Copyright over promotional pictures of flowers

18 May 2016 | All, Copyright

Does copyright apply to promotional pictures of e-commerce web sites?

The question is a real issue considering the growing number of e-commerce web sites and the huge content of pictures made available on such web sites to represent and promote purchasable goods.

Copyright, or author’s right according to the French doctrine or definition, may exist over works that reflect the author’s personality, that show or contain original features.

French courts regularly reject claims for copyright protection because the author does not evidence why a given work should be considered original (see our article A copyright infringement action requires preparation). And a recent decision from the Court of First instance of Paris shows that demonstrating originality of one’s work is easier said than done (Court of First instance of Paris, 3rd chamber, 2nd section, 29 January 2016).

The litigation arose between two French companies promoting and selling flowers over the internet. One of them found that four of its pictures representing bouquets of flowers had been copied and reproduced (with minor differences) just to be republished on the other’s web site. The former sued the latter for copyright infringement.

The plaintiff did file a detailed complaint explaining what the original features of the pictures were. But the judges did not find the evidence and explanations satisfactory. They admitted the photographs had been taken by a skilled professional with a technical expertise or know-how but denied any copyright protection considering the pictures were without esthetical identity and did not result from arbitrary choices made by the author (such as the setting, the lighting or the staging). The composition of the photographs was deemed commonplace such as the subjects of the representations, i.e. bouquets of flowers as you can see on numerous web sites. The infringement action was dismissed.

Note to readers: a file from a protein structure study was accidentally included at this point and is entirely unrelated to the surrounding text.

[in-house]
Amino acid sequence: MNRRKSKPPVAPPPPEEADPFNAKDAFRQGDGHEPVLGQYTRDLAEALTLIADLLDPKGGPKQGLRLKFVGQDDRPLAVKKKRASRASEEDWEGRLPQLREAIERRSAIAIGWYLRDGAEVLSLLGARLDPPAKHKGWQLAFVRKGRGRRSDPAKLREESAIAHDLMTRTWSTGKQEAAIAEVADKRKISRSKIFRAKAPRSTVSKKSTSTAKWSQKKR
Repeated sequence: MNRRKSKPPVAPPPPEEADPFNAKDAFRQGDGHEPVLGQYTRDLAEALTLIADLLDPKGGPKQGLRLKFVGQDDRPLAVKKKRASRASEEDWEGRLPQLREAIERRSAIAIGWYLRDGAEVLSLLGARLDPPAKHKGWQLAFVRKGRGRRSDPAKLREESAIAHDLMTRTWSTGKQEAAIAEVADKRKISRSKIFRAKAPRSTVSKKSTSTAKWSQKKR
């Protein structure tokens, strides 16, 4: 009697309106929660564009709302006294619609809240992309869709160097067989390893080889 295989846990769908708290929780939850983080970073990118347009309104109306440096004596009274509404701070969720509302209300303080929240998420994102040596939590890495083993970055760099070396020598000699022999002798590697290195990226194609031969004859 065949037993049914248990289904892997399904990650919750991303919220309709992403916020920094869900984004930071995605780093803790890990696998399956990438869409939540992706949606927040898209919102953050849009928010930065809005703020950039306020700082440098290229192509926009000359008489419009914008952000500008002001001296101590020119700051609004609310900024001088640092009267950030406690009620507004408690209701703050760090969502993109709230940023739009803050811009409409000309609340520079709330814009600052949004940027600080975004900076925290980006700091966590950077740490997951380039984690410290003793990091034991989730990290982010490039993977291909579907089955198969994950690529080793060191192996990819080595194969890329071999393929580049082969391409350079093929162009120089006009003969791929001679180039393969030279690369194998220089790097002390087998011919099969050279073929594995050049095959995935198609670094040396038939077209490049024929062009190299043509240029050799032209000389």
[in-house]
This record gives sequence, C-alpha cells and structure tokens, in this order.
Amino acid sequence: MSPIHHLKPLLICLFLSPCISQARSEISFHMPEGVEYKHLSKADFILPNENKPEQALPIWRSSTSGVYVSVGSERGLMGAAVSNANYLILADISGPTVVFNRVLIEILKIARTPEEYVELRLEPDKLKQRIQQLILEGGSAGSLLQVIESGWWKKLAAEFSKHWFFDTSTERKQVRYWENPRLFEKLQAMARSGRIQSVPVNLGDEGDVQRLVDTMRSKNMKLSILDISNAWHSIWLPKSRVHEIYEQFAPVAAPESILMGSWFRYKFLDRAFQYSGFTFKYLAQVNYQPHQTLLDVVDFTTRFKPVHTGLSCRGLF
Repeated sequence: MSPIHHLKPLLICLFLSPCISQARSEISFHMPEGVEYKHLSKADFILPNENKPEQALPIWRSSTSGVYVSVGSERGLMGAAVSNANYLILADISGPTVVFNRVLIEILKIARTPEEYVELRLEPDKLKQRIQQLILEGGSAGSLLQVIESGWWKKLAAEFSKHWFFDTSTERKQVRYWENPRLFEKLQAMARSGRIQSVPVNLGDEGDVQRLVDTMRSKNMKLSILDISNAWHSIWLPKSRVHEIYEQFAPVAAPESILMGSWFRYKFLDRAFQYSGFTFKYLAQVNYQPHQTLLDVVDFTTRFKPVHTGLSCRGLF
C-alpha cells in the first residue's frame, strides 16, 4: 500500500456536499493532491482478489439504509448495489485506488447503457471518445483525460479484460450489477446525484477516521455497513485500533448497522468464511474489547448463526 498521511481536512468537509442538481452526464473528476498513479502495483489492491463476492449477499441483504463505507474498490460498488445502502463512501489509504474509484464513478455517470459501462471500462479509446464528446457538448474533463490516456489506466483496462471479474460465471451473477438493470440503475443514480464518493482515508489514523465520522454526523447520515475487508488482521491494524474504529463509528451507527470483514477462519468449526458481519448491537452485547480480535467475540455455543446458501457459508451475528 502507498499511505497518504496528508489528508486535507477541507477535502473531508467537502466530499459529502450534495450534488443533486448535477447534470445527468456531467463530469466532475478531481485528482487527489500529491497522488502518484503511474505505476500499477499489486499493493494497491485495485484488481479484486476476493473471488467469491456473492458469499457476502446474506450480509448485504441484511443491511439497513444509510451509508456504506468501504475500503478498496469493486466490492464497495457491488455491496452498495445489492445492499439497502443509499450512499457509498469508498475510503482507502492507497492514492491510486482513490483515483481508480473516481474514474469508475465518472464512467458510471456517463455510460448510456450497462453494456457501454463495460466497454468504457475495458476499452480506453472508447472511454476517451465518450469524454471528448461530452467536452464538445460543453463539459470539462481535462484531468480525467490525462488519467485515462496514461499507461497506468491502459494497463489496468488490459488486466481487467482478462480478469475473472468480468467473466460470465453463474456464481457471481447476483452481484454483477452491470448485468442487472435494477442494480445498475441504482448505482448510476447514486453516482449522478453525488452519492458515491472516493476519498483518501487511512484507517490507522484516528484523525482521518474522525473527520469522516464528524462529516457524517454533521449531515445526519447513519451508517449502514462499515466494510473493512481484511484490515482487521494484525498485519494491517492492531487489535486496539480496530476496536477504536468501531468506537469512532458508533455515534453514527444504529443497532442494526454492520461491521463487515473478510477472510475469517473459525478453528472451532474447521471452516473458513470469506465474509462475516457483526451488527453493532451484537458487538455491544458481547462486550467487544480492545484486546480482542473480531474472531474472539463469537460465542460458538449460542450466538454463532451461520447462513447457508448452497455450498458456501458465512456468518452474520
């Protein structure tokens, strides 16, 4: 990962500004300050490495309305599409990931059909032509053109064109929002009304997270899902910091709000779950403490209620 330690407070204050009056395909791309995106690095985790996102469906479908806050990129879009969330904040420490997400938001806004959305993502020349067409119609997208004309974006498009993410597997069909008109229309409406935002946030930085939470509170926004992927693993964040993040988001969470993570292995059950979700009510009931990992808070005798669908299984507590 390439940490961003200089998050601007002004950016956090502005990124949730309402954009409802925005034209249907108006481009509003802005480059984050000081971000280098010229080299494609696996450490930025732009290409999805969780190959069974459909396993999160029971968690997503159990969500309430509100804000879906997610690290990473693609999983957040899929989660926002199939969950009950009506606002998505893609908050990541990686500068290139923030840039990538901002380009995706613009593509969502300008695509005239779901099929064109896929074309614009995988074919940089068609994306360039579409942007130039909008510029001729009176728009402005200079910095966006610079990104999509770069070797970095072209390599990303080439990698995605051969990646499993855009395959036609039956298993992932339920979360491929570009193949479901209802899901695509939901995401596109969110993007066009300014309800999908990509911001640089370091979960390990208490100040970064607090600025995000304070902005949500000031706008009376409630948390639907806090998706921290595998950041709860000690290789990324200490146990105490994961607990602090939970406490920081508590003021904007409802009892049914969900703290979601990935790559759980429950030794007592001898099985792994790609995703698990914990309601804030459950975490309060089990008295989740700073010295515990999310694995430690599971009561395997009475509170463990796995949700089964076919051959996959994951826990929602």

Maybe there will be an appeal in this case. Maybe there is one already. And maybe the decision of the Court of Appeals will be different. But the case reveals the difficulty for e-commerce web sites to protect and value their marketing and advertising investments.

Marketing of purchasable goods on the internet means publishing photographs or packshots that are as true as possible to the original goods because you need to show the internet users and future clients exactly what they are going to purchase. You cannot allow originality or creativity to interfere in the process.


The decision of the Court of First instance of Paris was appealed. See our article here.

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